|Pathe Records (Perfect label)||1926-1928|
|Columbia Records and it subsidiaries||1928-1932|
|Maxwell House Showboat (Radio Show)||1932-1934 (18 months)|
|Camel Caravan (Radio Show)||1934-1936 (14 months)|
Annette Hanshaw’s career in records can be broken down into 3 periods. The first "early" years were with Pathe’s “Perfect” label. Far from "perfect" the Pathe label had the least fidelity of any of the recording studios and these records are the poorest quality to be found. This was from 1926-1928. The second (and most productive) part was from 1928-1932 for Columbia and its subsidiaries. The Columbia recordings are far superior to the Pathe recordings. The increased fidelity is noticably apparent in all of her recordings. It is a good thing too as these were some of her best recordings. Unlike the early Pathe recordings that often featured Annette with just an accompanying piano or guitar, these recordings often had a full ensemble of top flight musicians. The third period and last before retiring was with Decca Records from 1932-1934.
Annette Hanshaw Interview: "The Entertainers"
Annette came from a well to do family in New York and she learned how to
play the piano and ukulele at an early age. Reportably she was self taught.
She seemed to have the knack for singing as her mother told her that even at
16 months old she could sing the choruses of at least twenty poplular tunes
of the day. Annette gave her mother the credit for making her a successful
artist. Annette would later remember that at the age of 3 her mother
had her do her first public recital on a chair in the parlor. A lollypop
was her reward for singing "The man in the moon". Even before she
was 15 she was offered two musical sholarships but turned them down in
favor of studying art. She had no designs on a musical career but
did learn how to play the piano and the ukulele well enough to accompany
herself. Her father had several resorts where he encouraged her to
sing to the guests. It was also at this time that her father started
her, her own record shop, "The Melody Shop",
so she could listen to the songs of the day and practice her singing for
the guests at her fathers parties. It was at one of these parties
that she was discovered at the tender age of 25 by the music director of
Pathe’s records. The executive, a Mr. Herman "Wally" Rose, heard her
singing and convinced her she had talent. Mr. Rose was a remarkable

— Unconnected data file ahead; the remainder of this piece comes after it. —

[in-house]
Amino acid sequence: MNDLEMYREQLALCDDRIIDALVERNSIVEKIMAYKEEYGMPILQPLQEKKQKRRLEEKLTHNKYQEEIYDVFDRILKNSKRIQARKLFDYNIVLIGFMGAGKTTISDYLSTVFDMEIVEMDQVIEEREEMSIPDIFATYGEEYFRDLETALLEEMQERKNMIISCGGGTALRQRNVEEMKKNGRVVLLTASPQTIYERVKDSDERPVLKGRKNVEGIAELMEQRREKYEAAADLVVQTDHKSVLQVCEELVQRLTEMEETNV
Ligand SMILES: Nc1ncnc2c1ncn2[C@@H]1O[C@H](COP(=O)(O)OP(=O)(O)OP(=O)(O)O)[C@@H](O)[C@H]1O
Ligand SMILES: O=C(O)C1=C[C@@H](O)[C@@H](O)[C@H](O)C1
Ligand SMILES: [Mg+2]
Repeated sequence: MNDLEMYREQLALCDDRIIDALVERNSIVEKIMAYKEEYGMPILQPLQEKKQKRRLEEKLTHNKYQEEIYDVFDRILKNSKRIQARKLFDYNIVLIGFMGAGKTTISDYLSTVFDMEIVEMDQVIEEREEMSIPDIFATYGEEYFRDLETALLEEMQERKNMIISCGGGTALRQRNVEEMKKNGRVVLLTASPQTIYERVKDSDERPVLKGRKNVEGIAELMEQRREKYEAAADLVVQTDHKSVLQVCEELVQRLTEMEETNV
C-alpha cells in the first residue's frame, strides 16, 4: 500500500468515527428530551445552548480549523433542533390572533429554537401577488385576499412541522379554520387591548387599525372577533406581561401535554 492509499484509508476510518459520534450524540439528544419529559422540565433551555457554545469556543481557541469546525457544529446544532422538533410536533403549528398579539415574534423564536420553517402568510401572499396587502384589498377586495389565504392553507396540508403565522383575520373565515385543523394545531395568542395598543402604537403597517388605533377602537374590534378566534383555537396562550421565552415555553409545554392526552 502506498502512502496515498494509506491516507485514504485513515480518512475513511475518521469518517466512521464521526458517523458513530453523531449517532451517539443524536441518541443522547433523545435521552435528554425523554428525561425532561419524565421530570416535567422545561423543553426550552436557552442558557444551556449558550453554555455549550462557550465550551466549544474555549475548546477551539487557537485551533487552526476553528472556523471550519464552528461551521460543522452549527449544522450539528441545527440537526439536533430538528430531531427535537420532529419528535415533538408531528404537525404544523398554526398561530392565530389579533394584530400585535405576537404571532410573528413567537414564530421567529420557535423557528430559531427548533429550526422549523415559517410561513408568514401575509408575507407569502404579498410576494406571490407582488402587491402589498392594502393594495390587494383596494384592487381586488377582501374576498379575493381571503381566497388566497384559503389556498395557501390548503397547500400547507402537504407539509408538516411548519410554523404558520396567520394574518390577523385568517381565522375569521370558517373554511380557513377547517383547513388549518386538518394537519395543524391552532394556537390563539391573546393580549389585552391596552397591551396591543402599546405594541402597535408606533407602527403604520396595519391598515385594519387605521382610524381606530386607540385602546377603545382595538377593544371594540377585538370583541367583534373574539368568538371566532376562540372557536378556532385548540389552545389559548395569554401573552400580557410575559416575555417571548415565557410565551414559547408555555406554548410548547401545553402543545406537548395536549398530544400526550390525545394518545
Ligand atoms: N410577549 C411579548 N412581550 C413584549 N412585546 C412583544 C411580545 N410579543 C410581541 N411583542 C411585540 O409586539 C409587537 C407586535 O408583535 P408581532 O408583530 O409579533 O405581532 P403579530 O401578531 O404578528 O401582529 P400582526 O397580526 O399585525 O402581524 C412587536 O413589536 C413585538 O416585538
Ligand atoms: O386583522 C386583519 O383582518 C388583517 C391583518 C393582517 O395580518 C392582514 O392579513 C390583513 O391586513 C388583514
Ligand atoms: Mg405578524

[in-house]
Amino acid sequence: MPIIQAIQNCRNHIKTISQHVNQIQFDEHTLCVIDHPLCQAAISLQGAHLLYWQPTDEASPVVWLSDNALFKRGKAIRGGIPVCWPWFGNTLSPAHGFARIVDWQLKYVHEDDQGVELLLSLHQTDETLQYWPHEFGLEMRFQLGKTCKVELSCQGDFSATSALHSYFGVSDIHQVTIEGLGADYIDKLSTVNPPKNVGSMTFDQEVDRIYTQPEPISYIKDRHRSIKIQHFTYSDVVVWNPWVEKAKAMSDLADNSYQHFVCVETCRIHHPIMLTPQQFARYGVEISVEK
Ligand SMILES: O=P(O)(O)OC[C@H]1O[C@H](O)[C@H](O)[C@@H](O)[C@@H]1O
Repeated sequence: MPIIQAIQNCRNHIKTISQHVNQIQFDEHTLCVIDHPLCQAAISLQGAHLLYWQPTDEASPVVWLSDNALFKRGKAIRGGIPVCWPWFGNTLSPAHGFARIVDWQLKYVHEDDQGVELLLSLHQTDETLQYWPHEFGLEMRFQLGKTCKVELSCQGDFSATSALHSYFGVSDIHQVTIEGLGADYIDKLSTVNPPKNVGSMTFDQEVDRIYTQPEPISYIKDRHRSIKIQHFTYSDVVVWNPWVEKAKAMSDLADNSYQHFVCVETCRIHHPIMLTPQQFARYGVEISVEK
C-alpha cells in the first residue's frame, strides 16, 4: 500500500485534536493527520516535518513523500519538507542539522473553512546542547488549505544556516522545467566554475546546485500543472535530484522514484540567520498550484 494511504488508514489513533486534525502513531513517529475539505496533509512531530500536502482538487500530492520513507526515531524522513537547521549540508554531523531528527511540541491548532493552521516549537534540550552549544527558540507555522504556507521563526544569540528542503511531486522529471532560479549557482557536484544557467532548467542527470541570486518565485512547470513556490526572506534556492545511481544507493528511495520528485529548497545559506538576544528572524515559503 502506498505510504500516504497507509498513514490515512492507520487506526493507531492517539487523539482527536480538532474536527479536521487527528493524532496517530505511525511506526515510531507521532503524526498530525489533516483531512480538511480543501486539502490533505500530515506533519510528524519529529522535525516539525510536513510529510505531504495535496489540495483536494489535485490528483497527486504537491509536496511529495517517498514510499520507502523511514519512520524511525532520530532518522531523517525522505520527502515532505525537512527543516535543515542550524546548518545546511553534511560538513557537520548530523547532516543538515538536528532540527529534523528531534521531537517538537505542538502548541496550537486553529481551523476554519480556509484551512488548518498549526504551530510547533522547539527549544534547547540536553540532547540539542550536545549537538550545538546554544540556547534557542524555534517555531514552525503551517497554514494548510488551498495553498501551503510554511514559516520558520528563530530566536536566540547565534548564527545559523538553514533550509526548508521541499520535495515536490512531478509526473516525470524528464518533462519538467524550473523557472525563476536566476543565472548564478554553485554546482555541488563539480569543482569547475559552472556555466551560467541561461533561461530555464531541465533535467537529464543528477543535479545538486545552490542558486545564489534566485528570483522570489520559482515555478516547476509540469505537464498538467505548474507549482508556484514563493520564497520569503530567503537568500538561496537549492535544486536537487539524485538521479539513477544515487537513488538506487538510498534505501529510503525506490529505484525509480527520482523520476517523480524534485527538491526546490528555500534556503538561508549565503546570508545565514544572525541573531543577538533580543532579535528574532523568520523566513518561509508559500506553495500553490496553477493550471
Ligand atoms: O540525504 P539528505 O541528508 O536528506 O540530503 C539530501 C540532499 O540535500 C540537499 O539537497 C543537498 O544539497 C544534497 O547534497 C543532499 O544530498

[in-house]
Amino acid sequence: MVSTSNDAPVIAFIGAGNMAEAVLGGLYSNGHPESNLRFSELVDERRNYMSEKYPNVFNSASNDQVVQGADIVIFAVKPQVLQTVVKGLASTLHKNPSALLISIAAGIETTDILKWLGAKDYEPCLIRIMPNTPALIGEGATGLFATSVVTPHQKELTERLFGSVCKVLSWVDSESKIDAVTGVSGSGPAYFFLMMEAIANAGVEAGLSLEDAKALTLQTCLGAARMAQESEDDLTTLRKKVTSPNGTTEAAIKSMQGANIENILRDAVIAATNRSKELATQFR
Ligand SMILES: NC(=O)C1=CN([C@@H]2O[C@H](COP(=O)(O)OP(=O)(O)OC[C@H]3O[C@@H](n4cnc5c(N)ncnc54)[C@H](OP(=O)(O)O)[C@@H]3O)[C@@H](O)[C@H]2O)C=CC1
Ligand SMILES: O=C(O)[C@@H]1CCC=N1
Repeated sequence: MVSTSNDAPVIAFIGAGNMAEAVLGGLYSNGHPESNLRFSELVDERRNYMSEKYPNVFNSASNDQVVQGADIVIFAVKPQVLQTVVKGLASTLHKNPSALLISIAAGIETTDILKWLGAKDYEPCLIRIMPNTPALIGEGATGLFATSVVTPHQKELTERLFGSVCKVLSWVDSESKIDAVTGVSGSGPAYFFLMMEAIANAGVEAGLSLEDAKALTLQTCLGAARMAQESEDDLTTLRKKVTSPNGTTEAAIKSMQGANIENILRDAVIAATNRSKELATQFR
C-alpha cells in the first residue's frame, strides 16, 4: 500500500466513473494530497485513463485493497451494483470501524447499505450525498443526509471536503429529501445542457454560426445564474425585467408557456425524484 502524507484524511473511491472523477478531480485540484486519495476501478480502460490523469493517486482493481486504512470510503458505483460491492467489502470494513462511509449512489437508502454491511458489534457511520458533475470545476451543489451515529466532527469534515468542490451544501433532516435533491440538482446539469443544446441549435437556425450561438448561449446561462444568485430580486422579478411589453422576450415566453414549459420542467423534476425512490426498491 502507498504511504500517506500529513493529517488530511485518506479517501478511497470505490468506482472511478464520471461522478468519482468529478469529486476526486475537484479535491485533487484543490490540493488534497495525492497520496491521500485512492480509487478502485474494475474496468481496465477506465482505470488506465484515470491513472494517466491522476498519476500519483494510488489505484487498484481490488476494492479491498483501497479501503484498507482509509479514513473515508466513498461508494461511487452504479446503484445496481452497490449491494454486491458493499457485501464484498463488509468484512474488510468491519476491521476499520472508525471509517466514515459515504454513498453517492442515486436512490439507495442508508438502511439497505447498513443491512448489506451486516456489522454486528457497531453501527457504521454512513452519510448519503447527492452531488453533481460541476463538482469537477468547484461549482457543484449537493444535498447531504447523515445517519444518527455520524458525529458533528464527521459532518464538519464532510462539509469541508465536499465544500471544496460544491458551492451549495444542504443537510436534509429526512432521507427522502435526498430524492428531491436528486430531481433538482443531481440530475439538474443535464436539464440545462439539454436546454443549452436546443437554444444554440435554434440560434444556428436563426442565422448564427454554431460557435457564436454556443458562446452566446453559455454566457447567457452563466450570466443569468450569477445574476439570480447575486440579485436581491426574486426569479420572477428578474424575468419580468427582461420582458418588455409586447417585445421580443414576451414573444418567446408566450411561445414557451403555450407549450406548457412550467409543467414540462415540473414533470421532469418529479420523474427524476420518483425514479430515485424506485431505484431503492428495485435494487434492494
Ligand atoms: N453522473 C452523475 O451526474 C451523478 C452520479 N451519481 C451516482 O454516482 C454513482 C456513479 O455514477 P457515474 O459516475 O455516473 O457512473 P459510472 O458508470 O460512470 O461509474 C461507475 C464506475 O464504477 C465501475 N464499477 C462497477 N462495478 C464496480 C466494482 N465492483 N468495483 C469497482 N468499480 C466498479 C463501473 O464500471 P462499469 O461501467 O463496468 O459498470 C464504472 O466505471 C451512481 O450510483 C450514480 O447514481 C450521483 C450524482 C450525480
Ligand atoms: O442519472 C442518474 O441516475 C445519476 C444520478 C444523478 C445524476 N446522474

man and was really the reason for her whole career. He saw a talent
for singing and set Annette up with some of the most talented musicians
of the day. He later became her manager and then her husband.
He first met her at 25 and married her 8 years later when Annette was only
33. Such devotion can only be described as love because the talent
he got for hear reads as a who’s who of jazz in the late twenties.
He discovered her, he became her manager and then he married her!
And what a job her did for her! The very first song she recorded
was with Red Nichols and Miff Mole. She was scared to death.
But even on some of her first recordings something was apparent.
She could mimic, she could laugh, she could carry a tune with personality
and she could become part of the band. In essence she could carry her voice
as another musical instrument. Tommy Dorsey once said of her that
she was a musician’s singer. Maybe it was because of her shyness,
her character, her desire to get the tune just right that they ended up
doing 4 or 5 takes on many tunes. Nevertheless, the musicians loved
her. At the time there were many good jazz musicians but very few
good jazz singers. To have the musicians love her was probably her
When Pathe records went into receivership in late 1928, Mr. Rose set her up with Columbia and it many subsidiaries. This was a strange period for her as she could have been very popular but because Columbia had contracts with many different stores she recorded for each store under a different pseudonym. She was called Patsy Young, Dot Dare, Gay Ellis each name for a different company. It was in the period of recording for Columbia that Annette really blossomed artistically and which Mr. Rose got some of the greatest musicians of the day. There was Red Nichols, Miff Mole, Adrian Rollini, Joe Venuti, Eddie Lang, Benny Goodman, Jack Teagarden and the Dorsey Brothers. In one stint the Dorsey Brothers played with Bing Crosby in early 1929 and then just a few months later played with Annette. It is somewhat ironic that Bing and Annette did not play together as both recordings were done in New York.